Because who doesn’t like cuddly-looking, gargantuan-headed, giant-eyed bear-like creatures in a Japanese garden arguing about religion? It was just a good combo of things: good topic, good dialogue, cool look. Funny voices. Plus a new way of looking at a passage of Scripture that, for far too long, everyone’s been taking to mean the same old thing.

WSJ 2/24/11 3:29 PM

My editor says it’s a go


"Save souls, nourish them as the devil roars for opportunity to steal, kill and destroy. ..."

My mom died late last night; ..."
"Sorry for your loss."

My mom died late last night; ..."
"We will see our loved ones but only those who had a relationship with jesus ..."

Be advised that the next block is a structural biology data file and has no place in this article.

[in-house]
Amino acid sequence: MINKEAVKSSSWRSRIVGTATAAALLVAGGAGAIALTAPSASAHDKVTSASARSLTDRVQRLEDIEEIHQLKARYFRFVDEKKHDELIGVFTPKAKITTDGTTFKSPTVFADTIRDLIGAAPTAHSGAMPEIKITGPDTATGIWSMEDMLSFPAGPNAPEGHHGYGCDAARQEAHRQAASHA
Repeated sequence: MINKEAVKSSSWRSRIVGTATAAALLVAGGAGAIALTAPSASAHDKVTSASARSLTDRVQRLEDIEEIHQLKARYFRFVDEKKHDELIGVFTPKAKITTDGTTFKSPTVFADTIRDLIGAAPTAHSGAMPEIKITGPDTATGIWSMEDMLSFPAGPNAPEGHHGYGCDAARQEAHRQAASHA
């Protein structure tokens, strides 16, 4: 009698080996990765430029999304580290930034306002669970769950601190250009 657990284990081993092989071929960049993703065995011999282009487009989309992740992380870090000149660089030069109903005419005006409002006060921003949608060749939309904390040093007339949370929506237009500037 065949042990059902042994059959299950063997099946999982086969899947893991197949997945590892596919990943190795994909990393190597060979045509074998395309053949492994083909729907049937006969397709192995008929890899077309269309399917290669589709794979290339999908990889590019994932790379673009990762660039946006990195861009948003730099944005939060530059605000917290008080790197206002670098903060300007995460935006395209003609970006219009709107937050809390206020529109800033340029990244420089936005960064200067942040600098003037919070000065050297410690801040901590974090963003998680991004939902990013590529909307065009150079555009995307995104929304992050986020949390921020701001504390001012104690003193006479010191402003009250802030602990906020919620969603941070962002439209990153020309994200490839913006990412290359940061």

My mom died late last night; ..."
"If you accept the Torah and New Testament of the Bible as true you can ..."

The rational genius of Christianity

Browse Our Archives

What Are Your Thoughts?leave a comment
  • Carlos

    Not to trivialize anything in this fascinating interview, but I have to say this is one of your better gems:

    “We care, deeply and passionately, pretty much every moment of our lives, about what’s right and wrong. Humans are basically obsessed with moral exactitude. That driver shouldn’t have cut me off. They didn’t put enough cheese on my sandwich. Someone needs to tell that guy his toupee looks like a sleeping cat.”

  • Marcelo

    Heartbreaking that the story was killed. Not surprising, but those bastards. Well, it’s a business, and their readership are not exactly known for progressive with a wide range of subjects they’re interested in. But…I’m undoubtedly stereotyping, so I’ll just stop now before it becomes a bitter rant.